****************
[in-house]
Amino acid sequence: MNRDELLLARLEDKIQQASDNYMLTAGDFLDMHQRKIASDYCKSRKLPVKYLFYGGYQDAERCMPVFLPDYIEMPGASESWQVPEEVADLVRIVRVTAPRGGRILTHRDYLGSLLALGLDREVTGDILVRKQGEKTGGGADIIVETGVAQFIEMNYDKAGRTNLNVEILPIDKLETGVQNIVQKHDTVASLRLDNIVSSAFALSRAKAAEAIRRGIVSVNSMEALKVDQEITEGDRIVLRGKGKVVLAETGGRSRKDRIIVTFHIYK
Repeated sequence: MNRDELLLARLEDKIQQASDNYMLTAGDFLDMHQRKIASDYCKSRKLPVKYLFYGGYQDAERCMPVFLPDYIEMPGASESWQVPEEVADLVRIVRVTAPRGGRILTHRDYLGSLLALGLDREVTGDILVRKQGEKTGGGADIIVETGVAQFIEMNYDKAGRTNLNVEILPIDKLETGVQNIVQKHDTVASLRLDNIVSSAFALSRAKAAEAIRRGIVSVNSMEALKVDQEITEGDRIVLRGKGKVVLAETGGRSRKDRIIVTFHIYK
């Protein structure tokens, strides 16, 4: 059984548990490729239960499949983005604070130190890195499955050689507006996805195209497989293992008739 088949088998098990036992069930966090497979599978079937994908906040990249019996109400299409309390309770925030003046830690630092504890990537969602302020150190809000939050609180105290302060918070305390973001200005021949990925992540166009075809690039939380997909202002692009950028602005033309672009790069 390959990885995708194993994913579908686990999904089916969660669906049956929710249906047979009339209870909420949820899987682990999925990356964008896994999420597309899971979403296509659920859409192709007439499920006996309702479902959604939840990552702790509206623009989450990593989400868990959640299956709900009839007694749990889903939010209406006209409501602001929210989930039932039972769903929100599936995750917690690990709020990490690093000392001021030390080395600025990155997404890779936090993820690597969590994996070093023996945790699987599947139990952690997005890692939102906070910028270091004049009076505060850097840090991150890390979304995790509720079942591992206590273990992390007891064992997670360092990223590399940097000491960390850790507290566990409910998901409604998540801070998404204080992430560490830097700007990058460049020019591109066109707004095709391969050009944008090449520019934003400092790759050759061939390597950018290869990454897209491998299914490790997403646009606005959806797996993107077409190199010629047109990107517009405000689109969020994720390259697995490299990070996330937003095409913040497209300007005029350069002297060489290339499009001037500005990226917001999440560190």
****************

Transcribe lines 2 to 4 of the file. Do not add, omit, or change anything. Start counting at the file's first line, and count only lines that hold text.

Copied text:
Amino acid sequence: MNRDELLLARLEDKIQQASDNYMLTAGDFLDMHQRKIASDYCKSRKLPVKYLFYGGYQDAERCMPVFLPDYIEMPGASESWQVPEEVADLVRIVRVTAPRGGRILTHRDYLGSLLALGLDREVTGDILVRKQGEKTGGGADIIVETGVAQFIEMNYDKAGRTNLNVEILPIDKLETGVQNIVQKHDTVASLRLDNIVSSAFALSRAKAAEAIRRGIVSVNSMEALKVDQEITEGDRIVLRGKGKVVLAETGGRSRKDRIIVTFHIYK
Repeated sequence: MNRDELLLARLEDKIQQASDNYMLTAGDFLDMHQRKIASDYCKSRKLPVKYLFYGGYQDAERCMPVFLPDYIEMPGASESWQVPEEVADLVRIVRVTAPRGGRILTHRDYLGSLLALGLDREVTGDILVRKQGEKTGGGADIIVETGVAQFIEMNYDKAGRTNLNVEILPIDKLETGVQNIVQKHDTVASLRLDNIVSSAFALSRAKAAEAIRRGIVSVNSMEALKVDQEITEGDRIVLRGKGKVVLAETGGRSRKDRIIVTFHIYK
């Protein structure tokens, strides 16, 4: 059984548990490729239960499949983005604070130190890195499955050689507006996805195209497989293992008739 088949088998098990036992069930966090497979599978079937994908906040990249019996109400299409309390309770925030003046830690630092504890990537969602302020150190809000939050609180105290302060918070305390973001200005021949990925992540166009075809690039939380997909202002692009950028602005033309672009790069 390959990885995708194993994913579908686990999904089916969660669906049956929710249906047979009339209870909420949820899987682990999925990356964008896994999420597309899971979403296509659920859409192709007439499920006996309702479902959604939840990552702790509206623009989450990593989400868990959640299956709900009839007694749990889903939010209406006209409501602001929210989930039932039972769903929100599936995750917690690990709020990490690093000392001021030390080395600025990155997404890779936090993820690597969590994996070093023996945790699987599947139990952690997005890692939102906070910028270091004049009076505060850097840090991150890390979304995790509720079942591992206590273990992390007891064992997670360092990223590399940097000491960390850790507290566990409910998901409604998540801070998404204080992430560490830097700007990058460049020019591109066109707004095709391969050009944008090449520019934003400092790759050759061939390597950018290869990454897209491998299914490790997403646009606005959806797996993107077409190199010629047109990107517009405000689109969020994720390259697995490299990070996330937003095409913040497209300007005029350069002297060489290339499009001037500005990226917001999440560190």